A protein in mice known as RGS13 suppresses allergic reactions, including the severe, life-threatening allergic reaction known as anaphylaxis, according to scientists at the National Institute of Allergy and Infectious Diseases (NIAID), part of the National Institutes of Health (NIH). Because RGS13 is also a protein found in humans and is expressed in only a limited number of cells—including the immune system’s mast cells that are central to allergic reactions—scientists believe the protein may be an attractive target for developing new drugs to treat and prevent certain allergic reactions, including anaphylaxis.
“We still do not know what triggers the allergic or anaphylactic reaction in some people,” says NIAID Director Anthony S. Fauci, M.D. “These findings open up important research avenues, such as examining the role of RGS13 protein in humans to determine if its deficiency or abnormal function triggers the mast cells to release chemicals that cause allergic diseases.”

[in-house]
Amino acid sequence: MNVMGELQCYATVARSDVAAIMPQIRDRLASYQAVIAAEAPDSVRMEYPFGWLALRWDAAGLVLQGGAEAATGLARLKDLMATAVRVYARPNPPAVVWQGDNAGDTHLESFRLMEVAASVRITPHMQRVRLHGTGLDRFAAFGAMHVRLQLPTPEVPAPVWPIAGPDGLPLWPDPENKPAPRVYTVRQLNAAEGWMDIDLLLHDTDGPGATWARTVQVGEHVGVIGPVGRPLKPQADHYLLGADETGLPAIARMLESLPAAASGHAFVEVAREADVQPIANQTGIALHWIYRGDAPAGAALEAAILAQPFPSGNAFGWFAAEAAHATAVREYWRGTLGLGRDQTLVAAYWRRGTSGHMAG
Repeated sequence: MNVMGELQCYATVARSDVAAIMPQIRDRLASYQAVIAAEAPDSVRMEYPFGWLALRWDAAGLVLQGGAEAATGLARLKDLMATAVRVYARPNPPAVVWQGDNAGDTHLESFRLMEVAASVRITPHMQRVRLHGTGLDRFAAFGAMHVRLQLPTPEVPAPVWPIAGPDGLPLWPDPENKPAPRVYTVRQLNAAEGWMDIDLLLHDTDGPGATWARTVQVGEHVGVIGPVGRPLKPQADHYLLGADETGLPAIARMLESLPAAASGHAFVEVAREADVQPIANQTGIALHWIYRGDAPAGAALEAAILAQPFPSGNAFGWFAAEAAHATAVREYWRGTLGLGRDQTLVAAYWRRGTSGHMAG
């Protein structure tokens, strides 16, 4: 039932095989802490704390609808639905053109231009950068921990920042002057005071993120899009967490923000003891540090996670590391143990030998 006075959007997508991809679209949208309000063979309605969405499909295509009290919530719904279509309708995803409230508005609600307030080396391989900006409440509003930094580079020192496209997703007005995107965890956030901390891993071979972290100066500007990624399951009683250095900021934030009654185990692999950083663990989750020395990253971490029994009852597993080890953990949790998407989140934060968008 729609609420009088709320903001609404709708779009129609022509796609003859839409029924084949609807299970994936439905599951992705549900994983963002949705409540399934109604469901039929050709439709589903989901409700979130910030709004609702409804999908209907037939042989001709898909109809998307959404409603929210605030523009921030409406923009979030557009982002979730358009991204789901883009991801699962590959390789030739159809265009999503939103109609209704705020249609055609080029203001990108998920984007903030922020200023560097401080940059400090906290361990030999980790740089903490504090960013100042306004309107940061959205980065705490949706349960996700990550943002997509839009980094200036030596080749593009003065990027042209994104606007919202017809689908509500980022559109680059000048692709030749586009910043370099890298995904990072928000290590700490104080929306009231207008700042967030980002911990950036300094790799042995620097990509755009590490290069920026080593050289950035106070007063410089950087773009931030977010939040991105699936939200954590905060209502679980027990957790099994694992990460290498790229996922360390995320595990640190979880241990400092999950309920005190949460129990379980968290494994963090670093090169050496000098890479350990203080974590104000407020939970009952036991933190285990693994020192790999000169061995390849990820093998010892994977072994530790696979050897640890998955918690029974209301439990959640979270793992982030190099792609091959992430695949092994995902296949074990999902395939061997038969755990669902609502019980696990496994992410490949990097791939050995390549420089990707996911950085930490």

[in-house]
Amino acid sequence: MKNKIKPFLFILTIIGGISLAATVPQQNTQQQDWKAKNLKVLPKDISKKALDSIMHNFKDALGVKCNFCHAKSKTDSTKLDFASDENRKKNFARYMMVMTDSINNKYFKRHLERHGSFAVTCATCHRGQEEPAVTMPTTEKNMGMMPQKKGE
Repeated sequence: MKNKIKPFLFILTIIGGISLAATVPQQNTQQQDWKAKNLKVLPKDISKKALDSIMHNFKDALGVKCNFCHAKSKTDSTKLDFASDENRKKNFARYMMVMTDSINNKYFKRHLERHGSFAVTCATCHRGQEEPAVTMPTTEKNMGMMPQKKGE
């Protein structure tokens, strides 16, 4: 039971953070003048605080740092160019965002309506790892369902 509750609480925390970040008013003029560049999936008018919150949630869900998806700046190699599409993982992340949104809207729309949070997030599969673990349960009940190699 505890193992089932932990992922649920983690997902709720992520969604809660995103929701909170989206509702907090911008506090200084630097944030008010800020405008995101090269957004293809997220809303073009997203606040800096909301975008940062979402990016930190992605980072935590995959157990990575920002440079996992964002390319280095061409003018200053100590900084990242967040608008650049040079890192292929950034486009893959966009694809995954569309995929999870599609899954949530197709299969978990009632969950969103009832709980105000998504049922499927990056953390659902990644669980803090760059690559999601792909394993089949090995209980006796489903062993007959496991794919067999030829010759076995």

The research, led by Kirk M. Druey, MD, senior investigator, at the Laboratory of Allergic Diseases at NIAID, is described in a report online in Nature Immunology.
RGS13 is one of a large group of regulator of G protein signaling (RGS) proteins that act as traffic lights for signaling networks within cells. Though the biochemical actions of most RGS proteins in laboratory tests are known, their physiological functions in the body are still a mystery. Therefore, the current findings may have broader implications for many different biological processes, such as metabolism, cancer progression, cardiac function and others.
Realease date: November 18, 2007
Filed Under: Genomics/Proteomics